The Geffen Playhouse becomes a ‘Stayhouse’ to keep theater alive in a virtual format

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“The Present,” a sensible magic act from Helder Guimarães tailored to a virtual format, is ending its prolonged run, which started in May, later this month. Guimarães performs card methods, augmenting that with an affectionate look again at his youth, when an accident pressured him to keep residence for a stretch, reflective of the experiences individuals are presently enduring.

Having carried out for small teams — every of which obtained a field in the mail containing gadgets put to use throughout the present — Guimarães’ manufacturing will conclude with a “grand finale” on Oct. 17 that has already registered 1000’s of viewers.

Not dangerous for a presentation that, with out coronavirus, would have been mounted in the smaller of the Geffen’s two theaters, and which has attracted individuals from throughout the globe, together with Europe and Asia in addition to the magician’s native Portugal.

“All of a sudden we have fans and friends in different cities, and people who are enjoying our work all over the world,” Matt Shakman, the Geffen’s inventive director, informed CNN.

As a follow-up, the Geffen has launched “Inside the Box,” a night of magic and puzzles from New York Times “cruciverbalist” (that’s, crossword puzzle constructor) David Kwong, who loved a future in New York with a present known as “The Enigmatist.”

Kwong was scheduled to carry out on the Geffen earlier than coronavirus intervened. His virtual present — which rapidly offered out and was prolonged by Jan. 3 — is “entirely new,” he mentioned, tailor-made to an viewers that may take part on a five-by-five Zoom grid.

“The goal is to get people to interact across those virtual lines,” Kwong mentioned. The cameras will likely be working by stage managers remotely.

While the recognition of those exhibits has offered a increase to the closed theater, Shakman mentioned the intangible features of having the ability to proceed reaching audiences is nearly as vital as no matter income the exhibits generate.

“For sure it has been helpful financially, but just spiritually,” he mentioned. He added that the exhibits offered “a very intimate experience,” with “The Present” having grown out of a dialogue “about how we could just stay in touch with our audience.”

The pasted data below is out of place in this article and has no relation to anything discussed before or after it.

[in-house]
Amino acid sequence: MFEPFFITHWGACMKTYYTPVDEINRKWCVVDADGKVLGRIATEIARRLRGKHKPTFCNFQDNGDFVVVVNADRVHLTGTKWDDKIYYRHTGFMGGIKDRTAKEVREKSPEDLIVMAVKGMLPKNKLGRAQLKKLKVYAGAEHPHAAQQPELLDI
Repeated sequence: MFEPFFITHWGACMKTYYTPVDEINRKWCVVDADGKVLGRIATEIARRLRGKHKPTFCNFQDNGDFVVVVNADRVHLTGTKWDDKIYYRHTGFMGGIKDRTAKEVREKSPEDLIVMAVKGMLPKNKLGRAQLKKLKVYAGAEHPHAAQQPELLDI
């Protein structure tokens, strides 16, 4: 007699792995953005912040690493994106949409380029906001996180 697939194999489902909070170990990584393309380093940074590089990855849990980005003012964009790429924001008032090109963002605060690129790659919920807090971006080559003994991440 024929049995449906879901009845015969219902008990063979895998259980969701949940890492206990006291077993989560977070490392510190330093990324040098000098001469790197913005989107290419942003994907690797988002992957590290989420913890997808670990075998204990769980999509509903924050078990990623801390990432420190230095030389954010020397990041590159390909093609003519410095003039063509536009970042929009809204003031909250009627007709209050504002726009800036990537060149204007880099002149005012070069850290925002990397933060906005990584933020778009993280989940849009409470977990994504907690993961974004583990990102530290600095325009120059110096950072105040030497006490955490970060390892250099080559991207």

When “The Present” opened, Los Angeles Times critic Charles McNulty wrote that the present is “the closest approximation I’ve had to being in a theater since the pandemic closed the venues. The show contains a slew of card tricks, but the real sleight of hand is the transformation of digital into theatrical space.”

Kwong’s present is totally different, however the objective of forging a connection in a manner that overcomes the digital divide is way the identical.

“A big part of this show is this idea that human beings are at their most creative when they have to think inside the box,” Kwong mentioned. “Art is flourishing right now. I’ve been very impressed with all these virtual shows that I’ve been seeing.”

The Geffen, in the meantime, is engaged on further ideas, and likewise in contact with different theatrical entities and organizations as they fight to navigate what their world may appear like for the foreseeable future, with the announcement that New York City’s Broadway venues would keep darkish by May.

One nice shock, Shakman famous, is that the theater hasn’t had problem advertising and marketing its exhibits, as individuals and phrase of mouth promote them.

“We were incredibly surprised to realize the audience was there without us having to work too hard to find folks,” Shakman mentioned. “Much like ‘Field of Dreams,’ if you build it, they will come.”

“The Present” “grand finale” is scheduled for Oct. 17. “Inside the Box” formally opened Oct. eight and can run by Jan. 3, 2021.

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